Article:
Speaking at the site of one of the most hateful acts of the civil-rights era, Attorney General Janet Reno promised that the Justice Department will expand its effort to fight against racial discrimination in lending, employment, education and other areas.
On the day of slain civil-rights leader Martin Luther King Jr.’s birth, Reno chose the church where four young black girls were killed in a 1963 bombing to call on the nation to confront racial tensions and to broadly outline her policies for President Clinton’s next term.
“I fear that what national consensus we have on civil rights may be at risk of unraveling,” Reno said before a packed audience at the 16th Street Baptist Church. “… There is today real disagreement about what ‘civil rights’ … really means. There are some that think we have gone too far; who think we have already achieved the aims of the civil-rights movement. I say that is not so. Some Americans, including some minorities, now question whether integration is still a valid goal.”
More often than not, she said, many Americans of different backgrounds and races continue to live in largely separate worlds.
While signaling that matters of discrimination were a high personal and departmental priority, Reno also sought to allay fears that the impending departure of civil-rights chief Deval Patrick might mean a retreat on such matters. Patrick is generally regarded as having been an aggressive enforcer of civil-rights laws and often came under fire from conservatives.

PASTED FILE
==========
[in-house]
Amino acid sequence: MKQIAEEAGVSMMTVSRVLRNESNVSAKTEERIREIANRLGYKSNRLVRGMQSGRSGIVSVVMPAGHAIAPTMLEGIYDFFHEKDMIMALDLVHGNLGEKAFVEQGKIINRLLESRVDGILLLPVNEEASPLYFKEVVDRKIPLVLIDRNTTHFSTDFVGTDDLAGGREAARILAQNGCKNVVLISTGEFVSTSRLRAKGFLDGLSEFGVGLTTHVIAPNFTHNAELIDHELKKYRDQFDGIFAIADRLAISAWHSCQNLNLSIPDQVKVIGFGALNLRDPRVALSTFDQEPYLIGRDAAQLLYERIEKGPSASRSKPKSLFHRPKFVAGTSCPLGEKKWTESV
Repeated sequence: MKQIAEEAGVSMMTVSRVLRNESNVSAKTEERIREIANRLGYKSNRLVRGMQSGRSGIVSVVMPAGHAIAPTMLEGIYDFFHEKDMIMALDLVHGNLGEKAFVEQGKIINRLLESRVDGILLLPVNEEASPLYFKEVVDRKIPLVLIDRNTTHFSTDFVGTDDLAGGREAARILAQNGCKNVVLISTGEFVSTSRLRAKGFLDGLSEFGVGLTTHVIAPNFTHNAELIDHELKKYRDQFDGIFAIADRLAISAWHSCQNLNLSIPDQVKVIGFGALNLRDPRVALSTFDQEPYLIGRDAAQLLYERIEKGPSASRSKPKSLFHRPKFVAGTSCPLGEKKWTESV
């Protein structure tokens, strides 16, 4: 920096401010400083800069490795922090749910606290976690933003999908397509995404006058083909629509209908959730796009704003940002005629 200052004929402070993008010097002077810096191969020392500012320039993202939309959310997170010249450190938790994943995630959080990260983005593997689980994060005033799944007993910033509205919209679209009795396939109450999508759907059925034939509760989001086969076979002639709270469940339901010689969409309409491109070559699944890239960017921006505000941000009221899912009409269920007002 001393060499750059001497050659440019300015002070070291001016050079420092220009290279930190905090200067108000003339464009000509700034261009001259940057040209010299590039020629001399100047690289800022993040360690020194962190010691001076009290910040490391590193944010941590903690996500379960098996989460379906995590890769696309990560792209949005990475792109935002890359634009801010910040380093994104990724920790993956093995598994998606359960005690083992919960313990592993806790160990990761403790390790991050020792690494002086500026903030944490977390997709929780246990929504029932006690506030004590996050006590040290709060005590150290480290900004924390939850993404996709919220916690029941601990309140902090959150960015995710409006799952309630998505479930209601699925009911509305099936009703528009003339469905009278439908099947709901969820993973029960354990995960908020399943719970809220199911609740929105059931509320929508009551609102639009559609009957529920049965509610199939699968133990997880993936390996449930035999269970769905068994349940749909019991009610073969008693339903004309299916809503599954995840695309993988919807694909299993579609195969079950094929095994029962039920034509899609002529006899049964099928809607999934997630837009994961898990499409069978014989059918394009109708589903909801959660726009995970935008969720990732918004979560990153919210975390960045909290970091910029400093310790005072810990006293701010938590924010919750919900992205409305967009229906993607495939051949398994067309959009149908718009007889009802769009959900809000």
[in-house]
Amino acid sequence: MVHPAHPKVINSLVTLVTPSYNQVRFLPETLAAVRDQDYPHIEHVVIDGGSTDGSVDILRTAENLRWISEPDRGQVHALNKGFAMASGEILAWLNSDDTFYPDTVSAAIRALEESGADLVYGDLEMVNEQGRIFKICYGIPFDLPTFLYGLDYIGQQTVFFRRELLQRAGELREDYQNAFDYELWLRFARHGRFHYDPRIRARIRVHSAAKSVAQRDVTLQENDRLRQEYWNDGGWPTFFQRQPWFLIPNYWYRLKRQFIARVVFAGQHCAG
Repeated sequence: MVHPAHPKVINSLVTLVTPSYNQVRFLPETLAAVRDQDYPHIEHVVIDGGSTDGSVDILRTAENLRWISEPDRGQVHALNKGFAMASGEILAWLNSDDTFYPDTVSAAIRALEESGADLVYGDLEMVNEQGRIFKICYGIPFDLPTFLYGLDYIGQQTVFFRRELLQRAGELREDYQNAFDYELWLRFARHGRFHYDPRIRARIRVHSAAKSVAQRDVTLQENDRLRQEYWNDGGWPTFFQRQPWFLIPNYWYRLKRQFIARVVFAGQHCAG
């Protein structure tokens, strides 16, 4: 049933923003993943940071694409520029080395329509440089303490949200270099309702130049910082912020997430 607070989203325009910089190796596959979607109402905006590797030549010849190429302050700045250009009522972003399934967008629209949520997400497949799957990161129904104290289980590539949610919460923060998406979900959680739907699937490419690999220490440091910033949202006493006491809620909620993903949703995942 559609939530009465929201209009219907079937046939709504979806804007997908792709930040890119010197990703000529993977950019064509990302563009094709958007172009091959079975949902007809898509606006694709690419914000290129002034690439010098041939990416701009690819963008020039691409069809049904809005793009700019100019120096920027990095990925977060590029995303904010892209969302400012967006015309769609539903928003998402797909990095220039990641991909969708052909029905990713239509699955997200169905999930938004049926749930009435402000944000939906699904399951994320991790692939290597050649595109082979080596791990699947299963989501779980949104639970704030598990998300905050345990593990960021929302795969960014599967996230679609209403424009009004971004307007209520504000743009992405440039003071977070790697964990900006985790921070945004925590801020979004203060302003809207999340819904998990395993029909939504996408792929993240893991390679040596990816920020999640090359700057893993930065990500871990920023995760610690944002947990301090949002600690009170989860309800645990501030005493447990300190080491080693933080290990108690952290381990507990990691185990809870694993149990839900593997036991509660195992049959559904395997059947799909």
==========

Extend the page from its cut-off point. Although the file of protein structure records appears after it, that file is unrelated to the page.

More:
On affirmative action, Reno bluntly denounced as “misguided” proposals by Republicans and California voters to curtail affirmative action by government.
“The president and I will continue to oppose - at every step of the way - any wholesale ban on affirmative action in federal law,” she said. That comment was greeted enthusiastically by the largely black audience.
Reno also vowed to support legal battles to ensure that universities maintain and improve racial diversity, and to ensure that allegations of police brutality will be vigorously pursued.
Although Reno acknowledged there has been progress on matters of race, gender and other forms of discrimination, she argued that the legacy of an ugly past remained.
“We cannot say we have completed our journey when even today, blacks and Hispanics and in many cases women have a harder time getting into college, renting an apartment, getting a job or obtaining a loan,” Reno said in her 50-minute address. “We have not completed our journey when the unemployment rate for black males is still twice as high as it is for white males. … That’s not right.”
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